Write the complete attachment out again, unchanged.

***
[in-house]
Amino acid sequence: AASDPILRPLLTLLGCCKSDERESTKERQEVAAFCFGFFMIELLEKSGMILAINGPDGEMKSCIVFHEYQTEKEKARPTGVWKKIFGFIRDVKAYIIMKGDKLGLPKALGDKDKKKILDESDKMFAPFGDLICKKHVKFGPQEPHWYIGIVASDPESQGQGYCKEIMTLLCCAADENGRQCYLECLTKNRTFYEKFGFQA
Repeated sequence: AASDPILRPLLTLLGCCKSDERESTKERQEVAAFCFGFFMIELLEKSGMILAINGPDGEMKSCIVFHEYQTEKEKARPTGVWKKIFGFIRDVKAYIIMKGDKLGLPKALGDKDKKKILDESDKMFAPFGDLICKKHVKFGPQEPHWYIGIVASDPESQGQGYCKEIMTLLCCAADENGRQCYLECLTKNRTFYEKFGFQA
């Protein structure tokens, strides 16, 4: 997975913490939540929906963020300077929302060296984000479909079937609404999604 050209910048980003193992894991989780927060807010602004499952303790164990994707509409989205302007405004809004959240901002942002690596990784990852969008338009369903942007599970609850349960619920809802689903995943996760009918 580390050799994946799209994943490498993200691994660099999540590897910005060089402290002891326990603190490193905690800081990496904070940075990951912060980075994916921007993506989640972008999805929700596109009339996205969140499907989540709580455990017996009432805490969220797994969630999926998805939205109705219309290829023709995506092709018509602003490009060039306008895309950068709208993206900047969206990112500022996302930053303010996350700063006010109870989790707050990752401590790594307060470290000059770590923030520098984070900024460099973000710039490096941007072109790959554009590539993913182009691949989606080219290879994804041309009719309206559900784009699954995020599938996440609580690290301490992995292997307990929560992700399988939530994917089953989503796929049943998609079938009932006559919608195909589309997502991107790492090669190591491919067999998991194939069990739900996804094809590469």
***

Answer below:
[in-house]
Amino acid sequence: AASDPILRPLLTLLGCCKSDERESTKERQEVAAFCFGFFMIELLEKSGMILAINGPDGEMKSCIVFHEYQTEKEKARPTGVWKKIFGFIRDVKAYIIMKGDKLGLPKALGDKDKKKILDESDKMFAPFGDLICKKHVKFGPQEPHWYIGIVASDPESQGQGYCKEIMTLLCCAADENGRQCYLECLTKNRTFYEKFGFQA
Repeated sequence: AASDPILRPLLTLLGCCKSDERESTKERQEVAAFCFGFFMIELLEKSGMILAINGPDGEMKSCIVFHEYQTEKEKARPTGVWKKIFGFIRDVKAYIIMKGDKLGLPKALGDKDKKKILDESDKMFAPFGDLICKKHVKFGPQEPHWYIGIVASDPESQGQGYCKEIMTLLCCAADENGRQCYLECLTKNRTFYEKFGFQA
């Protein structure tokens, strides 16, 4: 997975913490939540929906963020300077929302060296984000479909079937609404999604 050209910048980003193992894991989780927060807010602004499952303790164990994707509409989205302007405004809004959240901002942002690596990784990852969008338009369903942007599970609850349960619920809802689903995943996760009918 580390050799994946799209994943490498993200691994660099999540590897910005060089402290002891326990603190490193905690800081990496904070940075990951912060980075994916921007993506989640972008999805929700596109009339996205969140499907989540709580455990017996009432805490969220797994969630999926998805939205109705219309290829023709995506092709018509602003490009060039306008895309950068709208993206900047969206990112500022996302930053303010996350700063006010109870989790707050990752401590790594307060470290000059770590923030520098984070900024460099973000710039490096941007072109790959554009590539993913182009691949989606080219290879994804041309009719309206559900784009699954995020599938996440609580690290301490992995292997307990929560992700399988939530994917089953989503796929049943998609079938009932006559919608195909589309997502991107790492090669190591491919067999998991194939069990739900996804094809590469």